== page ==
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UK archaeologists believe they’ve found the monastery of a key figure in spread of Christianity

MONASTERY
DigVentures | Aerial-Cam | Fair Use
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Excavation yields clues to location of religious site founded by a pagan princess turned Christian.

What was it that led a pagan princess to become a Christian and go on to play a major role in the conversion of a stretch of the Scottish coast in the 7th century?

We might be closer to answering that and other questions, thanks to a discovery of that princess’ monastery.

LiveScience reported that archaeologists have unearthed part of what may be the monastery of Princess Aebbe, who lived from 615-668. After Aebbe became a Christian, she established a monastery at Coldingham, a village in the southeast of Scotland, around the year 640. It is said to have burned down shortly after Aebbe’s death but was rebuilt and thrived until it was destroyed once again by Viking raiders in 870.

Excavators have located a narrow, circular ditch that is likely the “vallum,” or boundary, that surrounded Aebbe’s religious settlement, LiveScience said

DigVentures, a UK-based group led by archaeologists and supported by crowdfunding, announced the finding March 8. The site is north of the more famous Lindesfarne monastery.

“Vallums weren’t necessarily deep, intimidating defensive structures, but more like a symbolic marker to show that you were entering a venerated or spiritual place,” Maiya Pina-Dacier, the head of community at DigVentures, told Live Science.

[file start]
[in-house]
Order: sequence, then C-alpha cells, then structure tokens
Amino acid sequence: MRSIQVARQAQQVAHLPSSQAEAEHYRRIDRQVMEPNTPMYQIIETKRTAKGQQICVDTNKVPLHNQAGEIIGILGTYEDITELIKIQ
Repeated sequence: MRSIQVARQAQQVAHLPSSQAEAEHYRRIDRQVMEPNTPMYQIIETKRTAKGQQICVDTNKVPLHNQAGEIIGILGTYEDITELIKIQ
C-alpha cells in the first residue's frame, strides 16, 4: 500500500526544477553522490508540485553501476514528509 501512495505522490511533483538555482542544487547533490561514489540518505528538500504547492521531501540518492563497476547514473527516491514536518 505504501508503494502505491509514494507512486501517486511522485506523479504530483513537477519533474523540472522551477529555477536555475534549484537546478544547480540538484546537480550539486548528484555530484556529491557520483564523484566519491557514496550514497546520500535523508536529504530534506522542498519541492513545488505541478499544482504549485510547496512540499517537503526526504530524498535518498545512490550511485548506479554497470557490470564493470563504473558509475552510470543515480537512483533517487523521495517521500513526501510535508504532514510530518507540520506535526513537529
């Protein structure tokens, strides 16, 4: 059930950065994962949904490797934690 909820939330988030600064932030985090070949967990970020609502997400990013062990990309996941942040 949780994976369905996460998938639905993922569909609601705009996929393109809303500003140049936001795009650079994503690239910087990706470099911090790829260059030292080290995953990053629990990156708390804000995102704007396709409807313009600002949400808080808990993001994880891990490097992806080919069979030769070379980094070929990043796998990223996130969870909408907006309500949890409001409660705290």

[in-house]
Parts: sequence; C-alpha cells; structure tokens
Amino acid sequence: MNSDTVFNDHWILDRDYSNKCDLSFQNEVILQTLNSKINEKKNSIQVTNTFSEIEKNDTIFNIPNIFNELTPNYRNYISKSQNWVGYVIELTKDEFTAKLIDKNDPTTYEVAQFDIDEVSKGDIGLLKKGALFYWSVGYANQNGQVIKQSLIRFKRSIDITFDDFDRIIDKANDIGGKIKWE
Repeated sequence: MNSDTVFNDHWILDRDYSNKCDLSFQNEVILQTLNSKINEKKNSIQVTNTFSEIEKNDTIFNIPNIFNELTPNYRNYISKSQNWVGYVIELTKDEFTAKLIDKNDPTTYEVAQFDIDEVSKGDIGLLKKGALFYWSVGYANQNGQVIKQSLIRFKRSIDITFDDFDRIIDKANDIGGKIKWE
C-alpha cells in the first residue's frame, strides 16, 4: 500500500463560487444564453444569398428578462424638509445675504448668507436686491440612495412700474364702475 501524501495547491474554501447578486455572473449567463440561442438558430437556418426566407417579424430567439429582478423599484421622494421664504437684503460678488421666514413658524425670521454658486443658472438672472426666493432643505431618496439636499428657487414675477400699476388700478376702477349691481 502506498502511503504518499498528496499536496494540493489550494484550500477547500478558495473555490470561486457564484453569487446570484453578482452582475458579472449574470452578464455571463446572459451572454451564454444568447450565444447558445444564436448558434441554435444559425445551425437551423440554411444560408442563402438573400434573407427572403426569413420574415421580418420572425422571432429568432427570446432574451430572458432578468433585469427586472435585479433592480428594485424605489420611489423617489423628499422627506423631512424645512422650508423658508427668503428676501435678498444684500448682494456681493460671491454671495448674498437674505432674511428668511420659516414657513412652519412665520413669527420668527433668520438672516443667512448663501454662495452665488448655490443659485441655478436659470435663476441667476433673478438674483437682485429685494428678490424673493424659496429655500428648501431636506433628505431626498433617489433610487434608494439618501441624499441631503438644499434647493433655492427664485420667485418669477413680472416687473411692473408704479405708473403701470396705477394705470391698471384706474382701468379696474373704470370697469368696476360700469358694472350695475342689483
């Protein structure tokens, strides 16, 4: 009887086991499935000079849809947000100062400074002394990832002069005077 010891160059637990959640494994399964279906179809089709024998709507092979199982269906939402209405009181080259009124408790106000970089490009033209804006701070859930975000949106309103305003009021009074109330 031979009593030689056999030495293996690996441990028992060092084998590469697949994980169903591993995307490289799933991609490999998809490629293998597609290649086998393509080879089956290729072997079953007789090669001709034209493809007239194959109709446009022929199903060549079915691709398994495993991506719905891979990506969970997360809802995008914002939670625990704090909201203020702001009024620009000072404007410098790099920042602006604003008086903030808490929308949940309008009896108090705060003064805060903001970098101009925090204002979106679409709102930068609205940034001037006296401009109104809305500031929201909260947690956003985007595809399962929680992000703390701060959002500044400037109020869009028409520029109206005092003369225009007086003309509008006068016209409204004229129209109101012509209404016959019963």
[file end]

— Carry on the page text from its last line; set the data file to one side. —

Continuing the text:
Supporting DigVentures’ theory that they have found the monastery’s location was a discovery just outside the boundary of a giant pile of butchered animal bones, including those from cattle, horses, pigs, sheep, goats, domestic fowl and red deer. According to radiocarbon tests, the bones date to 664-864.

“This is pretty much exactly when Aebbe’s monastery was in existence,” Manda Forster, the program manager at DigVentures, said in a statement.

Foster said that a previous search in the area—at a cliff-top location in Coldingham, overlooking the sea—did not yield any hard evidence of an extensive, wealthy Anglo-Saxon monastery:

The newfound site is farther inland, near the Coldingham Priory (a historical house for Benedictine monks), Forster noted. DigVentures decided to excavate there because this site had outlines of several possible archaeological structures. In addition, several artifacts—including fragments of an Anglo-Saxon belt fitting, fragments of sculpture and possible early Christian burials—had been found there. “And it makes sense that the later Benedictine monastery was built on the site of its Anglo-Saxon predecessor,” Forster said.

The archaeologists believe the remains of Aebbe’s monastery are probably located under Coldingham Priory.

Forster called Aebbe “an extraordinary figure — an example of a powerful Anglo-Saxon woman who played a big part in establishing Christianity in the region during the seventh century. Now that we’ve got evidence to pinpoint exactly where her monastery was, we can help bring her story back to life.”

For instance, scientists know that the princess, who was the daughter of a Northumbrian warlord, fled with her siblings after their father was killed. They went to Dál Riata, a Gaelic kingdom that was a hub of early Christianity. Shortly after arriving, the family abandoned their pagan ways and converted.

When her brother Oswald went to reclaim the Northumbria throne in 635, Aebbe accompanied him, determined to convert their subjects to Christianity. Meanwhile, Oswald created the famous monastery at Lindisfarne, which, just like his sister’s monastery, was later raided by Vikings.

 

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